Treating Justice Involved Persons with Mental Illness
Preliminary Evaluation of a Comprehensive Treatment Program
Robert D. Morgan, Daryl G. Kroner, Jeremy F. Mills, Rebecca L. Bauer, Catherine Serna
Criminal Justice and Behavior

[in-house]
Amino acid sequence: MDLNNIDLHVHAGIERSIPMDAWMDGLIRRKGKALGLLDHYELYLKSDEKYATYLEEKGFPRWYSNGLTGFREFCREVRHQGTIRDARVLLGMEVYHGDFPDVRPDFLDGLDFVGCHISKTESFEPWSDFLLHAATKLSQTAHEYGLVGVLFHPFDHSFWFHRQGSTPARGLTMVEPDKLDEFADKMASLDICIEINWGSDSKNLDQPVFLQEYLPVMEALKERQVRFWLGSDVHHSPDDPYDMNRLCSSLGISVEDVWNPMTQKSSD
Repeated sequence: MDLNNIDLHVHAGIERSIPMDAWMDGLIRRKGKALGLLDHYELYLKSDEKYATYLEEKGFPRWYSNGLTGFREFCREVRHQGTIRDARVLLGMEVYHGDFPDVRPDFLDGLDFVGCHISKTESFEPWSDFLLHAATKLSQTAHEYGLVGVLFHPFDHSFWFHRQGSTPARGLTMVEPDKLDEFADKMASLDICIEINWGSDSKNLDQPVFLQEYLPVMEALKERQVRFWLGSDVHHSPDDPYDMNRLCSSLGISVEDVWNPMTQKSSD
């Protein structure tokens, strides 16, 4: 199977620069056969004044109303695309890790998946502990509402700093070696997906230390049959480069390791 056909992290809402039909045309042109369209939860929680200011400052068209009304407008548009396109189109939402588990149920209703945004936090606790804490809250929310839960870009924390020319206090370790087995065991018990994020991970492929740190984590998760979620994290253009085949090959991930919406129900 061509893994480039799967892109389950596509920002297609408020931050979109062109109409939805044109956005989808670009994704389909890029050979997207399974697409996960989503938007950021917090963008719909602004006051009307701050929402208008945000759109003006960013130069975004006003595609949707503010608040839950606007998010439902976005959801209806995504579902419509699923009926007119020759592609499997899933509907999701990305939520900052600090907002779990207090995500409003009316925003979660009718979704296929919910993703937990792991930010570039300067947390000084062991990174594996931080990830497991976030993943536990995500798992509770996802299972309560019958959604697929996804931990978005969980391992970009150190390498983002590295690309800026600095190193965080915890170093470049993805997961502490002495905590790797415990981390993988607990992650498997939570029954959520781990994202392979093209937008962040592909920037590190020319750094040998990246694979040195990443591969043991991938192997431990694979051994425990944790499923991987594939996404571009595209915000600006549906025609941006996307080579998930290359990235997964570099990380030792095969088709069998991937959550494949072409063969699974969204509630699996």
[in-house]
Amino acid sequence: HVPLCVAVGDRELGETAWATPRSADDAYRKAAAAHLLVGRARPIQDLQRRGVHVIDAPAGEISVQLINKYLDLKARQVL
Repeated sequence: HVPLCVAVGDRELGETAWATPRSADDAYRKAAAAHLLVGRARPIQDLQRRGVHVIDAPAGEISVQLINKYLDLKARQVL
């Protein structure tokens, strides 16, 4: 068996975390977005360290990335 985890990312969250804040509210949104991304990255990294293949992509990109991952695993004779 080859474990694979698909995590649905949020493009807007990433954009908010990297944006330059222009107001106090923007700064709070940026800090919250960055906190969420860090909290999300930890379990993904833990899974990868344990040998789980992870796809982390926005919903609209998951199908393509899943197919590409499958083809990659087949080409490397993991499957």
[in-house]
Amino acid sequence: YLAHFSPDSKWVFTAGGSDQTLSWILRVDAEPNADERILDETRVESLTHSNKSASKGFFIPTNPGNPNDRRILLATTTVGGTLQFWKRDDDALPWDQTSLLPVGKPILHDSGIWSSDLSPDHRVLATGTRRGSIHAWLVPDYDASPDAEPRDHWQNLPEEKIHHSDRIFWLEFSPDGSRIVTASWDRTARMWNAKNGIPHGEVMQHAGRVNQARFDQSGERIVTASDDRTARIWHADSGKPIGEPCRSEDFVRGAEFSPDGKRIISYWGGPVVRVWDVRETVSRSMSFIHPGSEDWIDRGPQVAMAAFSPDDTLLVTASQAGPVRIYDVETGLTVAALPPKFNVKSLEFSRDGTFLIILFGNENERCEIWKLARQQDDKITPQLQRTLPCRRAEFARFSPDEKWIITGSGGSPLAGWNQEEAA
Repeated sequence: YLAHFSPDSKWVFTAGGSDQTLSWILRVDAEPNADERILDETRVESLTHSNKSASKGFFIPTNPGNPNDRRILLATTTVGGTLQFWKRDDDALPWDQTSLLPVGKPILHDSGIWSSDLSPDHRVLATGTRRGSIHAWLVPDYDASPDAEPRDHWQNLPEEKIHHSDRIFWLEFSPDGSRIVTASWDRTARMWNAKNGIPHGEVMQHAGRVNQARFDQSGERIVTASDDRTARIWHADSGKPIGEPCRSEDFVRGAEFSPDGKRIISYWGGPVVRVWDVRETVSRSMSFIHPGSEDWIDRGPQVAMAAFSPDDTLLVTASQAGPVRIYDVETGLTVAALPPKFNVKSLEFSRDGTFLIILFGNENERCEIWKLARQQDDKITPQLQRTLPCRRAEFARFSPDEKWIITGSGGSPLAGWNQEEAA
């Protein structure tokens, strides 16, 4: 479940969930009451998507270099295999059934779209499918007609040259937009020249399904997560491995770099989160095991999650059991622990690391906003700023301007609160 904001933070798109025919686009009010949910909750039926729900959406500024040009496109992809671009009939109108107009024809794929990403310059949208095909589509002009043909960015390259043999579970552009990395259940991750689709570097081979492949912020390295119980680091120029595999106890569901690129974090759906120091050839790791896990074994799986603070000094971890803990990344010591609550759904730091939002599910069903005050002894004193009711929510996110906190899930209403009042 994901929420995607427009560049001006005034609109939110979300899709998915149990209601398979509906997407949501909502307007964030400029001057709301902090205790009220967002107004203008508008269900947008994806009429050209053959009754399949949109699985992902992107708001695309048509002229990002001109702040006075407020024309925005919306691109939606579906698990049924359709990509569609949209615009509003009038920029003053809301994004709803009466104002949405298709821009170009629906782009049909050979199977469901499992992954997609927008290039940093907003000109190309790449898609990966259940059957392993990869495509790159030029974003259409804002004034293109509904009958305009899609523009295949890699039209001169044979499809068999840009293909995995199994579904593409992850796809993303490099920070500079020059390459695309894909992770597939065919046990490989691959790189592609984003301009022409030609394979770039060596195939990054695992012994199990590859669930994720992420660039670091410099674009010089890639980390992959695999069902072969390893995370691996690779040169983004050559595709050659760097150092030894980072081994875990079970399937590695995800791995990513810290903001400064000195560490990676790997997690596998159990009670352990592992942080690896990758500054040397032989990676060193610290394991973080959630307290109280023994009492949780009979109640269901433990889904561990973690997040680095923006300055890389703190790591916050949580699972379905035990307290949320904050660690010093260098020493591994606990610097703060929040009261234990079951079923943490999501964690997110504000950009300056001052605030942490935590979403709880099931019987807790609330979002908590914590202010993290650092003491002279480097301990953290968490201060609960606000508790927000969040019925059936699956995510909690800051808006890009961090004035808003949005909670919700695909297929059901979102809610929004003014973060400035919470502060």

In this article, we present the results of a preliminary evaluation of a comprehensive treatment program specifically designed to treat co-occurring issues of mental illness and criminal risk in persons with mental illness (PMI) that are criminal justice involved. Participants include 47 incarcerated male PMI in a secure psychiatric prison or a residential treatment facility. Of the 47 participants, 31 (66%) completed the program, attended 94% of all sessions, completed 83% of assigned homework, and actively participated in treatment sessions as evidenced by participation ratings. Change was examined using a four-tiered assessment strategy, including pre–post significance testing, magnitude of effect sizes, clinical cutoffs, and reliable change indices. Results showed evidence of strong therapeutic alliance and treatment program satisfaction, as well as symptom reduction and some evidence for reduced criminal thinking. Program modifications and implications for enhancing service delivery to justice involved PMI are discussed.